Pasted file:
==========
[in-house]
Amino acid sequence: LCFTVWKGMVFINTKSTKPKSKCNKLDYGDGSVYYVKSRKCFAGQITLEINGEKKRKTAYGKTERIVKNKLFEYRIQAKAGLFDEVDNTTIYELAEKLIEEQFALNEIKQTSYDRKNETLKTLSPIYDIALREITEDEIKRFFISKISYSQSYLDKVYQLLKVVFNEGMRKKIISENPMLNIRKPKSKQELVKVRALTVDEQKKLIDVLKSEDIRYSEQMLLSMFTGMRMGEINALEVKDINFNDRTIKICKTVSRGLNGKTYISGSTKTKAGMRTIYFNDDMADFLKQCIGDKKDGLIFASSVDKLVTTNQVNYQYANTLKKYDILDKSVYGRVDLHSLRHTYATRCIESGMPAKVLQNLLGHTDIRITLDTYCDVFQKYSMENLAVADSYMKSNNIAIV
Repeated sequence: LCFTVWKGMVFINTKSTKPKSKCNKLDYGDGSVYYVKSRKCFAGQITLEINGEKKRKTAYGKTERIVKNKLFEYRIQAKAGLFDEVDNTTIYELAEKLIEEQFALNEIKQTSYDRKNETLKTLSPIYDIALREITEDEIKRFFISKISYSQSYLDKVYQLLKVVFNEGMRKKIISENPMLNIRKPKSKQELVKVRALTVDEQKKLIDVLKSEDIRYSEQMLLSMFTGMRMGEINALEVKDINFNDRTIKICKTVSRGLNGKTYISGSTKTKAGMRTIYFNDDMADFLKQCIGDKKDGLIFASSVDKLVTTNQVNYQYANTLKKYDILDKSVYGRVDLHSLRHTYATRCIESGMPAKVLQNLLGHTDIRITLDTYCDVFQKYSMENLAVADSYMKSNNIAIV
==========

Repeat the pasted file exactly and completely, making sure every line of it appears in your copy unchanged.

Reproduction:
[in-house]
Amino acid sequence: LCFTVWKGMVFINTKSTKPKSKCNKLDYGDGSVYYVKSRKCFAGQITLEINGEKKRKTAYGKTERIVKNKLFEYRIQAKAGLFDEVDNTTIYELAEKLIEEQFALNEIKQTSYDRKNETLKTLSPIYDIALREITEDEIKRFFISKISYSQSYLDKVYQLLKVVFNEGMRKKIISENPMLNIRKPKSKQELVKVRALTVDEQKKLIDVLKSEDIRYSEQMLLSMFTGMRMGEINALEVKDINFNDRTIKICKTVSRGLNGKTYISGSTKTKAGMRTIYFNDDMADFLKQCIGDKKDGLIFASSVDKLVTTNQVNYQYANTLKKYDILDKSVYGRVDLHSLRHTYATRCIESGMPAKVLQNLLGHTDIRITLDTYCDVFQKYSMENLAVADSYMKSNNIAIV
Repeated sequence: LCFTVWKGMVFINTKSTKPKSKCNKLDYGDGSVYYVKSRKCFAGQITLEINGEKKRKTAYGKTERIVKNKLFEYRIQAKAGLFDEVDNTTIYELAEKLIEEQFALNEIKQTSYDRKNETLKTLSPIYDIALREITEDEIKRFFISKISYSQSYLDKVYQLLKVVFNEGMRKKIISENPMLNIRKPKSKQELVKVRALTVDEQKKLIDVLKSEDIRYSEQMLLSMFTGMRMGEINALEVKDINFNDRTIKICKTVSRGLNGKTYISGSTKTKAGMRTIYFNDDMADFLKQCIGDKKDGLIFASSVDKLVTTNQVNYQYANTLKKYDILDKSVYGRVDLHSLRHTYATRCIESGMPAKVLQNLLGHTDIRITLDTYCDVFQKYSMENLAVADSYMKSNNIAIV